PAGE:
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Who was Dr. Maria Montessori?

Maria Montessori

Maria Montessori was born in Italy in 1870 and died in Holland in 1952, after a lifetime devoted to the study of child development. 

Dr. Montessori was a true pioneer. The first woman to qualify in Italy as a doctor of medicine, she became increasingly interested in the needs of children. By 1900 she was Professor of Pedagogy at the University of Rome. Her early work was based on women’s rights and social reform, evolving to encompass a totally innovative approach to education. Her success in Italy led to international recognition, and for over 40 years she travelled all over the world, lecturing, writing and establishing training programmes. In later years, “Educate for Peace” became a guiding principle which underpinned her work.

At the age of 37 she took responsibility for a group of underprivileged children in the San Lorenzo district of Rome - founding her first Children's House (Casa dei Bambini). Her unique approach to these children led to surprising results. She observed that when previously unruly children were provided with experiences which corresponded closely to their stage of development, they easily became absorbed in purposeful activities. Challenging activities stimulated greater interest than toys did. The children generally wished to do things for themselves and were less interested in rewards given for working than in the activity itself. This seemed to her an inherent characteristic of the child. She came to understand that the child's education should proceed in such a way as to provide an environment in which the spontaneous activity of the child would be left free to manifest itself.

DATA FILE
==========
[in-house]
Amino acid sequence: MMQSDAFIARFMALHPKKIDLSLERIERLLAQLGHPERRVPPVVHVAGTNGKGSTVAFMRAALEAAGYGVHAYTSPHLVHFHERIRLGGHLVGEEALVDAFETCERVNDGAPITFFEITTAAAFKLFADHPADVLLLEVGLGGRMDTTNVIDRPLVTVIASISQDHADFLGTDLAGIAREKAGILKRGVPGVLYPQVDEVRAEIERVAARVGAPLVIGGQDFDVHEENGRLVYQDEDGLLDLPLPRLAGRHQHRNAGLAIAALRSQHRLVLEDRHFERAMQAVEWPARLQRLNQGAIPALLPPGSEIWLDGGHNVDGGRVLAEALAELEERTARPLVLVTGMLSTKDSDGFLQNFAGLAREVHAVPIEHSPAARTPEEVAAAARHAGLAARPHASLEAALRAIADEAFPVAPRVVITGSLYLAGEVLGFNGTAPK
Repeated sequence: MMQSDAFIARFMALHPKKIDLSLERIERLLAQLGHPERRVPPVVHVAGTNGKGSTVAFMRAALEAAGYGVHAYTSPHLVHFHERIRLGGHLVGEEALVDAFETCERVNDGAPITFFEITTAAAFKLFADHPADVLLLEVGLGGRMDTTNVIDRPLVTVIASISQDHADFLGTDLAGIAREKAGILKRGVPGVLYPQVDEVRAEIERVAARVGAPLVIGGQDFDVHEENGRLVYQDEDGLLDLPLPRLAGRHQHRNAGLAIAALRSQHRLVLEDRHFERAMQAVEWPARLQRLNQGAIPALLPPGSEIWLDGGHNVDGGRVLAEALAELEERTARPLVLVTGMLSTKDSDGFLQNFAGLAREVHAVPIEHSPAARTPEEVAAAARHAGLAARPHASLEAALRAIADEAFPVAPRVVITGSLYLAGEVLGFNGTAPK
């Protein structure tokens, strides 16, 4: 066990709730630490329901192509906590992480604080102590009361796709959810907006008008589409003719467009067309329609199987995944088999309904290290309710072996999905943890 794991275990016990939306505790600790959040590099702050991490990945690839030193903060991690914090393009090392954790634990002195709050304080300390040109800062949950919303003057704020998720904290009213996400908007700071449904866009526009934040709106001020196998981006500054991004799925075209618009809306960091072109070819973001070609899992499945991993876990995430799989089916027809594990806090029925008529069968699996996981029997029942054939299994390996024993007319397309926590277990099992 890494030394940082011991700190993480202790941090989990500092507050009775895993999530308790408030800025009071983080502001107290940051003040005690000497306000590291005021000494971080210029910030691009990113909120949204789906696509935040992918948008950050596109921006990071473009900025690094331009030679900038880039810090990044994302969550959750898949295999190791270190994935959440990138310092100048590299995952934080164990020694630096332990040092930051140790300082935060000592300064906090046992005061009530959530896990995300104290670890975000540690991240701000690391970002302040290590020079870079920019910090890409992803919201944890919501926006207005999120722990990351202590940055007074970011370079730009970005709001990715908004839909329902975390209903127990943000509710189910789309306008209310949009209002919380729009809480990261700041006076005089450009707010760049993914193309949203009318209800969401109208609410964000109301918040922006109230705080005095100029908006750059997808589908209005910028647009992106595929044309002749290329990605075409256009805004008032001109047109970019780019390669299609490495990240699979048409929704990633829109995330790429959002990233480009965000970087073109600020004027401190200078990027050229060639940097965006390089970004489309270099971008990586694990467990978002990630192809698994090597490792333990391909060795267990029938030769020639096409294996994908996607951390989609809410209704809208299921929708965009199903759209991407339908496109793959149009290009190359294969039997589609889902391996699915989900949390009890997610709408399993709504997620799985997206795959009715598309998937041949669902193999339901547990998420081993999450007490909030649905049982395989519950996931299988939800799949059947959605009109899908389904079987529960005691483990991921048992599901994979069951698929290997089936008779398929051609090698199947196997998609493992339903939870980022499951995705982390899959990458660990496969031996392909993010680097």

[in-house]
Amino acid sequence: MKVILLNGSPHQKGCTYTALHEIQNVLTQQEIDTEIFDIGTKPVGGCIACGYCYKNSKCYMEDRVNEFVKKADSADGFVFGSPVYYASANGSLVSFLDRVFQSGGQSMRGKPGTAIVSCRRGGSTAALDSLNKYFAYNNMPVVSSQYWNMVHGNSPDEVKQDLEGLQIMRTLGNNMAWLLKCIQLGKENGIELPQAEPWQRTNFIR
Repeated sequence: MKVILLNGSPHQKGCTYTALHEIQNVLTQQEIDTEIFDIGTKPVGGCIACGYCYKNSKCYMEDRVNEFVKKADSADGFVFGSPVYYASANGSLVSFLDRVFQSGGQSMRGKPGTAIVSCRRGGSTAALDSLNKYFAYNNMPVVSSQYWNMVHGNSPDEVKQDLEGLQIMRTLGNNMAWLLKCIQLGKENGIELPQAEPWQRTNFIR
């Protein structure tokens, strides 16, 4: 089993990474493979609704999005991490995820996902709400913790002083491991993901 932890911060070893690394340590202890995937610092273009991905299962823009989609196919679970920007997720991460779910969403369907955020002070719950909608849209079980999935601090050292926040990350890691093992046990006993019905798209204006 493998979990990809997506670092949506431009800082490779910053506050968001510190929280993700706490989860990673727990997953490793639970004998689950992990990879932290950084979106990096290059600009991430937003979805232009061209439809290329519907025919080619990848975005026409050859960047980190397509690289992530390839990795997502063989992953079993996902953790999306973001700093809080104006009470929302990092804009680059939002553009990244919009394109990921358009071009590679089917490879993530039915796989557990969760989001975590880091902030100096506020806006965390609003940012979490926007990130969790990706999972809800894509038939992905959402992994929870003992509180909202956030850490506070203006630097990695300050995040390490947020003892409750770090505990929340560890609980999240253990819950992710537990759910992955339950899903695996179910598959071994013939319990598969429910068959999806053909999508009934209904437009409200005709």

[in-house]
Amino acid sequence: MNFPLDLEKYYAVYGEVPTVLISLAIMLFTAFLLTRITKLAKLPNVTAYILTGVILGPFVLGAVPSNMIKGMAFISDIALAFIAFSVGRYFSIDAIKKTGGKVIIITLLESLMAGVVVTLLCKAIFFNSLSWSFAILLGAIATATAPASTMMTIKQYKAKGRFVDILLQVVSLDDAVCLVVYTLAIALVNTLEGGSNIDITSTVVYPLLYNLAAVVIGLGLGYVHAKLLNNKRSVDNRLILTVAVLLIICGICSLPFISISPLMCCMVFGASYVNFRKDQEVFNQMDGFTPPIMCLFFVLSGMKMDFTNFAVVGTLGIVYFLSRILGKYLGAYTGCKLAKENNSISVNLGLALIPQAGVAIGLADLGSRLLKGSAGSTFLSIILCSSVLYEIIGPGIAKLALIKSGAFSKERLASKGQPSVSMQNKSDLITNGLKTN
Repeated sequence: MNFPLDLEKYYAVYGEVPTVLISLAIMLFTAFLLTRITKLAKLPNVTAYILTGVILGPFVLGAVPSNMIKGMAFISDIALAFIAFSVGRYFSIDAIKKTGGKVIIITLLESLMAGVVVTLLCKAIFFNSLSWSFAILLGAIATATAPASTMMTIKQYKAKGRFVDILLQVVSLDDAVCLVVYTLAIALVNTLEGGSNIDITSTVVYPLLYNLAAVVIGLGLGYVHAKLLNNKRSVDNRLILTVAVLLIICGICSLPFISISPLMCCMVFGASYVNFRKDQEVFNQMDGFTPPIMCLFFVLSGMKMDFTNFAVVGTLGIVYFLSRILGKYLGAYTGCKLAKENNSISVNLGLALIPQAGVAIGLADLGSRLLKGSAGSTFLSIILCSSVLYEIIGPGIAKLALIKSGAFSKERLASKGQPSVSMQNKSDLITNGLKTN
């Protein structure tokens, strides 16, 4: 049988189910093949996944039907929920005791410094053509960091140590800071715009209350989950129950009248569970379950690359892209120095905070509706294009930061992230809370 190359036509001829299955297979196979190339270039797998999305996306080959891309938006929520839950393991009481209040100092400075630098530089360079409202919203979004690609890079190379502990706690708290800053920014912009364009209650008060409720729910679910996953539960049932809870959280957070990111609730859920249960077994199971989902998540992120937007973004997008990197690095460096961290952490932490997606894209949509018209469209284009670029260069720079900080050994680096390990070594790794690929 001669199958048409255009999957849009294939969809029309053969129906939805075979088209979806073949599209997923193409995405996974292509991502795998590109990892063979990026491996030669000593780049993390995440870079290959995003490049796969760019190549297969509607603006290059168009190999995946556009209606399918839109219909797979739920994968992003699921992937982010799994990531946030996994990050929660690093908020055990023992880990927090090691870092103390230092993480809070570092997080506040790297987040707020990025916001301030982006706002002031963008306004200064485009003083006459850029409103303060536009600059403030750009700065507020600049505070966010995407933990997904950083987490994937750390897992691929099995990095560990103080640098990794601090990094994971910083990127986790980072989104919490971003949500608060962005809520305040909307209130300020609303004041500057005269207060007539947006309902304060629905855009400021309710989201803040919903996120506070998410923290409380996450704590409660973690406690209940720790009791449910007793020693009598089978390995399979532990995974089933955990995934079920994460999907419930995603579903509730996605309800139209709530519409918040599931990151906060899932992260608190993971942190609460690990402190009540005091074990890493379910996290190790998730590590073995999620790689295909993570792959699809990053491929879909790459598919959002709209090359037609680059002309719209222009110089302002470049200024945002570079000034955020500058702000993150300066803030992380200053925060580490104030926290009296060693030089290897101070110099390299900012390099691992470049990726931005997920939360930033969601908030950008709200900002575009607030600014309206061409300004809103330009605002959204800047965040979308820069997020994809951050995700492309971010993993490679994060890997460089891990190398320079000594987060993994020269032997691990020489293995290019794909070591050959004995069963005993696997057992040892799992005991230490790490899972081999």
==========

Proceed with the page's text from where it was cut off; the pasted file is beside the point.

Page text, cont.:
The Montessori method was widely acclaimed and accepted. It was soon imitated, often by well-meaning people who did not have the time or the opportunity to study the system in depth. As Montessori developed her theory and practice, she came to believe that education had a role to play in the development of world peace. She felt that children allowed to develop according to their inner laws of development would give rise to a more peaceful and enduring civilization. From the 1930s to the end of her life, she gave a number of lectures and addresses on the subject, saying in 1936, “Preventing conflicts is the work of politics; establishing peace is the work of education”. She received a total of six nominations for the Nobel Peace Prize in a three year period: 1949, 1950, and 1951.

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